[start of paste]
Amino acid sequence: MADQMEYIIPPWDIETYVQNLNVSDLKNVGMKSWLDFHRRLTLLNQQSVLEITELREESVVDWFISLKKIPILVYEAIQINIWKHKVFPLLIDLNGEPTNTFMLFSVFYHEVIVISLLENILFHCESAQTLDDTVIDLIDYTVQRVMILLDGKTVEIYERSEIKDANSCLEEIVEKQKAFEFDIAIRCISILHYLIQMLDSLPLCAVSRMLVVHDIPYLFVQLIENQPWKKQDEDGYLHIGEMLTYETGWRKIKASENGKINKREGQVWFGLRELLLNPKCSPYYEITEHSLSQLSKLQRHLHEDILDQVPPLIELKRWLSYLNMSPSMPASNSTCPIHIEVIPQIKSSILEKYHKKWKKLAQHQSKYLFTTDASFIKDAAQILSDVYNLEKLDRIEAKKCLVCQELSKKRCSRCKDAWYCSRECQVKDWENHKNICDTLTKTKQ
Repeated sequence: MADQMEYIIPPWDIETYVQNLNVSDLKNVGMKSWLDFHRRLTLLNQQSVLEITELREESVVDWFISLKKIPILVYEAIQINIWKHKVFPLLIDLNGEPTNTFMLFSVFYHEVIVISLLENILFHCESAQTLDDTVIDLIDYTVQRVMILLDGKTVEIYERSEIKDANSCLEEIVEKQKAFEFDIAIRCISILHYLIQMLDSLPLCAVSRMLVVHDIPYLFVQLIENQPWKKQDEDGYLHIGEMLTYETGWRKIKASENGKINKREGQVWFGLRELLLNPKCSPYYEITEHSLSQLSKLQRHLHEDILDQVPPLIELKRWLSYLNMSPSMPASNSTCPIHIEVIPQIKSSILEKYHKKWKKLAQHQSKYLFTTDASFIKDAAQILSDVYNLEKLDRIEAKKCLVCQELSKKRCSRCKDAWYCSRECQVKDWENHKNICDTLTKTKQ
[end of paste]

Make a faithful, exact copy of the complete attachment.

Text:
Amino acid sequence: MADQMEYIIPPWDIETYVQNLNVSDLKNVGMKSWLDFHRRLTLLNQQSVLEITELREESVVDWFISLKKIPILVYEAIQINIWKHKVFPLLIDLNGEPTNTFMLFSVFYHEVIVISLLENILFHCESAQTLDDTVIDLIDYTVQRVMILLDGKTVEIYERSEIKDANSCLEEIVEKQKAFEFDIAIRCISILHYLIQMLDSLPLCAVSRMLVVHDIPYLFVQLIENQPWKKQDEDGYLHIGEMLTYETGWRKIKASENGKINKREGQVWFGLRELLLNPKCSPYYEITEHSLSQLSKLQRHLHEDILDQVPPLIELKRWLSYLNMSPSMPASNSTCPIHIEVIPQIKSSILEKYHKKWKKLAQHQSKYLFTTDASFIKDAAQILSDVYNLEKLDRIEAKKCLVCQELSKKRCSRCKDAWYCSRECQVKDWENHKNICDTLTKTKQ
Repeated sequence: MADQMEYIIPPWDIETYVQNLNVSDLKNVGMKSWLDFHRRLTLLNQQSVLEITELREESVVDWFISLKKIPILVYEAIQINIWKHKVFPLLIDLNGEPTNTFMLFSVFYHEVIVISLLENILFHCESAQTLDDTVIDLIDYTVQRVMILLDGKTVEIYERSEIKDANSCLEEIVEKQKAFEFDIAIRCISILHYLIQMLDSLPLCAVSRMLVVHDIPYLFVQLIENQPWKKQDEDGYLHIGEMLTYETGWRKIKASENGKINKREGQVWFGLRELLLNPKCSPYYEITEHSLSQLSKLQRHLHEDILDQVPPLIELKRWLSYLNMSPSMPASNSTCPIHIEVIPQIKSSILEKYHKKWKKLAQHQSKYLFTTDASFIKDAAQILSDVYNLEKLDRIEAKKCLVCQELSKKRCSRCKDAWYCSRECQVKDWENHKNICDTLTKTKQ